Hand Polished Fossil from Scotland

Hand Polished Fossil from Scotland

Scottish Fossils

Found all over Scotland, the few fossils for sale we have are polished to a high shine so that you can easily see the detail.


Back before the last ice age or two, Scotland was a subtropical climate… although you might hardly believe it now. This means that some areas still show remnants of these ancient times via coral reef, petrified wood pieces and the odd fossil.

It is estimated that Scotland was a warmer climate some 300+ million years ago. We have many types of fossils here. We come across the occasional ammonite, we find evidence of where underground creatures have made their burrows in the sand, we see coral fossils, shells, crinoid disks, thalassinoides, burrows, forams, trilobites, brachiopods, Diplocraterion, rhizocorallium, sponges, bivalves, and zoophycos.

There is an interesting place in Glasgow called ‘fossil grove’ where you can see the remnants of 6 fossilized tree stumps. Entry costs a tuppence, and it is great that they have been preserved since first found in a quarry.


The first trilobites are dated to 521 million years ago, while the last is dated to 252 million years ago. At some point, some of them lived on the Scottish coast.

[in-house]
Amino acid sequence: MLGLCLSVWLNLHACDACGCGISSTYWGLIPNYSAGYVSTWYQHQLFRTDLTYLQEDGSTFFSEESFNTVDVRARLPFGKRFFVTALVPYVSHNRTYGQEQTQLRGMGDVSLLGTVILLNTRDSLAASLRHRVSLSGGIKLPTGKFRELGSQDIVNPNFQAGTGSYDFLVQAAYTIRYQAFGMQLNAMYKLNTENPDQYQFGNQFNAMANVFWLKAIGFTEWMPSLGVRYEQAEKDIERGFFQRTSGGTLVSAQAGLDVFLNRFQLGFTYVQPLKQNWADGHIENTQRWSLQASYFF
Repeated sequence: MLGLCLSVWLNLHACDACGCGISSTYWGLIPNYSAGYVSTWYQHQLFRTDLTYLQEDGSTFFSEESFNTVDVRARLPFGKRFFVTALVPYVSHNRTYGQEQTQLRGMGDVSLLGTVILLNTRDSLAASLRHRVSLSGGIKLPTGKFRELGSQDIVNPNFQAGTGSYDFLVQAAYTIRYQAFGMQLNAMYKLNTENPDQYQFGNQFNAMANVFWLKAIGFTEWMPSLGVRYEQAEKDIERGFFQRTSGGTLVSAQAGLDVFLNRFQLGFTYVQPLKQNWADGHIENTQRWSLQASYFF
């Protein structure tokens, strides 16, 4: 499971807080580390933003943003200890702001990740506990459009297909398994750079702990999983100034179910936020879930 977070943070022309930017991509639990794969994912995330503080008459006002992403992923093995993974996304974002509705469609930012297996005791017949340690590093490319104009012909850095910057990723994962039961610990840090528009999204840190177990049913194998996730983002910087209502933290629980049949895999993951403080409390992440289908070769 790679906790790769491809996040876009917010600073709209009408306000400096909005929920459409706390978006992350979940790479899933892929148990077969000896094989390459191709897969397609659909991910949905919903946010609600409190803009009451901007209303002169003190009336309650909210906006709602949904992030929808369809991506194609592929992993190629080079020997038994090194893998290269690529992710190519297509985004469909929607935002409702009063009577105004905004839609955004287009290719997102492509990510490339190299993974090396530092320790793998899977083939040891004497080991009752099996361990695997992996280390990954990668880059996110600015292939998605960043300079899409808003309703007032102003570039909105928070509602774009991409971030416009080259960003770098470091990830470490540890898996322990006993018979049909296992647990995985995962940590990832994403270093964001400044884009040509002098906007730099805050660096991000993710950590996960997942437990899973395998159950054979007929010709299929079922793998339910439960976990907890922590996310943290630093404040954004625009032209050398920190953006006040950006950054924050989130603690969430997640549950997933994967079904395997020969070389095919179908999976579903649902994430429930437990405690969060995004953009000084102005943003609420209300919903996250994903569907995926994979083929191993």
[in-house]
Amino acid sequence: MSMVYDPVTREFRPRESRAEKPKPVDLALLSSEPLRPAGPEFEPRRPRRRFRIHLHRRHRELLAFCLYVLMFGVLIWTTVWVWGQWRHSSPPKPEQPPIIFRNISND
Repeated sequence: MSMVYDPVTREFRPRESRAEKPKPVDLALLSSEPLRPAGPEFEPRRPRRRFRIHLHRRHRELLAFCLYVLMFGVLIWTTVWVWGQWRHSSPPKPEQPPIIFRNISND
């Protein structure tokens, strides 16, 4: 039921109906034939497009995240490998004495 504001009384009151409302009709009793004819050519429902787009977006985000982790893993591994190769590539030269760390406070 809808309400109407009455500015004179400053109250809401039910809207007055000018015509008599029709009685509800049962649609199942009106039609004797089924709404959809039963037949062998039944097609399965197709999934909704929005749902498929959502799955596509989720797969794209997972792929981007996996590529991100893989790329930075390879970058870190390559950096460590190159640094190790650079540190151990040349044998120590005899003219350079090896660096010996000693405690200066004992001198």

These are circular creatures that form the ancestors of the modern mussel. Bivalves were creatures wrapped in shells. Bivalve fossils are by far our most common find, although lots are mixed, you probably have one of these.

Evidence of U-shaped burrows that have been dug straight down into the ground by ancient creatures.

Thalassinoides and Rhizocorallium
These are burrowed tunnel systems created by pre-historic animals such as the sea anemone.

Crinoid Disk
A type of creature that would latch onto the rocks and had arms that resembled a frilled seaweed.

The tracks made by a specific type of worm.

Single cell organisms that are helpful in placing the climate of a region, too small to see without molecular analysis.

Circular shelled animals that latched onto the sea floor. Rather like the modern-day clam, these would open and close to eat.